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It’s Not Really a Farm Bill

It’s a food stamp behemoth.

Oct 1, 2012, Vol. 18, No. 03 • By KATE HAVARD
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The Department of Agriculture ran a series of soap operas on Spanish-language radio to get the word about SNAP out to Hispanics. In one such novela, a woman is mocked for saying, “I don’t need anyone’s help. My husband makes enough to take care of us.” Eventually, she sees the error of her ways and signs up for food stamps. Ridiculed by Republicans, the ads were eventually pulled.

But since 2004, USDA has partnered with the Mexican government to increase SNAP enrollment among “Mexican nationals, migrant workers, and non-citizen immigrants” in the United States. Mexican consulates in this country even distribute information about food stamps.

Although adult illegal immigrants do not qualify for SNAP, it’s likely that many are reaping the benefits of lax oversight. Some states do not require a Social Security number to receive benefits, and illegal immigrants can apply for SNAP on behalf of any lawful resident in their household.

With standards like this, it’s easy to see how the program can be abused. Last summer, the Michigan Department of Human Services discovered that 30,000 college students, many of them middle class, were enrolled in the state’s food stamp debit card system. Students received up to $200 a month, costing the state $75 million a year. While the
state quickly tightened its rules, such instances of massive fraud have critics clamoring.

An amendment to the 2012 farm bill proposed by Senator Rand Paul (R-Ky.) would have reformed the system by block granting SNAP funds to the states. “This puts the burden on them to really insure that the money is only going to the truly needy,” Sessions said.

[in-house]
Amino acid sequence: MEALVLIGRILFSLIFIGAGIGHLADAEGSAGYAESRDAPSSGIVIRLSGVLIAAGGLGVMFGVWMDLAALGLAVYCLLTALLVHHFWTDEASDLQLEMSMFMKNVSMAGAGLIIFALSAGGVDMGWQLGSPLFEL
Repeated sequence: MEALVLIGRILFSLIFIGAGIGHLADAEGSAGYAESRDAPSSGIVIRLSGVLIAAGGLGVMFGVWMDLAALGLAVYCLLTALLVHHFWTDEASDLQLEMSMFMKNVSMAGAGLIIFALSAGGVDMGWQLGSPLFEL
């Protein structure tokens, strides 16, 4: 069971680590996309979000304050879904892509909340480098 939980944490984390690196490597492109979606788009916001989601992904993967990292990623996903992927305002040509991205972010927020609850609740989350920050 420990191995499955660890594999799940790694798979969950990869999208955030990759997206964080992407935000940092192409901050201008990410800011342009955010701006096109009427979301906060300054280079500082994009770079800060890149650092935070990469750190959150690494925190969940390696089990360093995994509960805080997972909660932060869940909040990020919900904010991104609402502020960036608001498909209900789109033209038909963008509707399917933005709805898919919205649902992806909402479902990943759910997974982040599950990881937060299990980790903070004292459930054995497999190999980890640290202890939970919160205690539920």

But Paul’s amendment failed in the Democrat-controlled Senate. Democrats also rejected amendments to end “categorical eligibility,” which allows some individuals whose assets exceed the usual limit to receive benefits. They also rejected amendments to end state bonuses for increasing enrollment and to close one infamous loophole.

Anyone who receives money from the Low Income Home Energy Assistance Program (LIHEAP) automatically qualifies for food stamps. Since the qualifications for LIHEAP are looser than those for SNAP, some states sneak people onto food stamps by enrolling them for token LIHEAP assistance (often less than a dollar a month). Fifteen states are now doing this, according to the Senate Budget Committee.

Democrats boast that the farm bill as passed by the Senate would trim $4.5 billion from SNAP’s $800 billion over 10 years. They are less eager to advertise that  the savings come from raising the minimum LIHEAP check to $10 a month. This narrows, but does not close, the loophole.

Even this paltry adjustment was too much for Senator Kirsten Gillibrand (D-N.Y.), who accused Republicans and supportive Democrats of intolerable cruelty, saying, “As a mother and a lawmaker, watching a child go hungry is something I just will not stand for.”

Sessions points out that closing the loophole “wouldn’t have eliminated benefits for anyone who actually qualified” for subsidized home energy. But he says this kind of talk is intended “to deter good-government conservatives from making any kind of change.”

The 2012 farm bill does include one reform, however: People who win the lottery will no longer be eligible for food stamps—even if they are unemployed and thus have no income. At last, something everyone can agree on. 

Kate Havard is an editorial assistant at The Weekly Standard.

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